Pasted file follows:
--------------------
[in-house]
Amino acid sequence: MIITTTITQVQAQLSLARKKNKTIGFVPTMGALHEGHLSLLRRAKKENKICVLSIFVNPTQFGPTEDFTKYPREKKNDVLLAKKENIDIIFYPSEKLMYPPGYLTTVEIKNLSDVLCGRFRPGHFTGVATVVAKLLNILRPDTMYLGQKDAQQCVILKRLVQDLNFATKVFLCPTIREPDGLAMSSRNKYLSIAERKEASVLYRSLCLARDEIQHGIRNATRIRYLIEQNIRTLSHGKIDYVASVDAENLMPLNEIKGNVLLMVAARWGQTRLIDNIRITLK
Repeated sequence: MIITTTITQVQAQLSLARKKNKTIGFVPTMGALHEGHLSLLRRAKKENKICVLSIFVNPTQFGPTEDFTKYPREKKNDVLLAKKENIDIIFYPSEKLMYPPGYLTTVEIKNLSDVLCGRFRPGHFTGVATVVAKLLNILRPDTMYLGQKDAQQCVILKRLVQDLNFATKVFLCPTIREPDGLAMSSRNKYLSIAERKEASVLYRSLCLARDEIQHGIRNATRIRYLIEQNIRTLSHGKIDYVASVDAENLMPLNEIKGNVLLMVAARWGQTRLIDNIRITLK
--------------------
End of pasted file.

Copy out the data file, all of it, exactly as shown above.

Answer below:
[in-house]
Amino acid sequence: MIITTTITQVQAQLSLARKKNKTIGFVPTMGALHEGHLSLLRRAKKENKICVLSIFVNPTQFGPTEDFTKYPREKKNDVLLAKKENIDIIFYPSEKLMYPPGYLTTVEIKNLSDVLCGRFRPGHFTGVATVVAKLLNILRPDTMYLGQKDAQQCVILKRLVQDLNFATKVFLCPTIREPDGLAMSSRNKYLSIAERKEASVLYRSLCLARDEIQHGIRNATRIRYLIEQNIRTLSHGKIDYVASVDAENLMPLNEIKGNVLLMVAARWGQTRLIDNIRITLK
Repeated sequence: MIITTTITQVQAQLSLARKKNKTIGFVPTMGALHEGHLSLLRRAKKENKICVLSIFVNPTQFGPTEDFTKYPREKKNDVLLAKKENIDIIFYPSEKLMYPPGYLTTVEIKNLSDVLCGRFRPGHFTGVATVVAKLLNILRPDTMYLGQKDAQQCVILKRLVQDLNFATKVFLCPTIREPDGLAMSSRNKYLSIAERKEASVLYRSLCLARDEIQHGIRNATRIRYLIEQNIRTLSHGKIDYVASVDAENLMPLNEIKGNVLLMVAARWGQTRLIDNIRITLK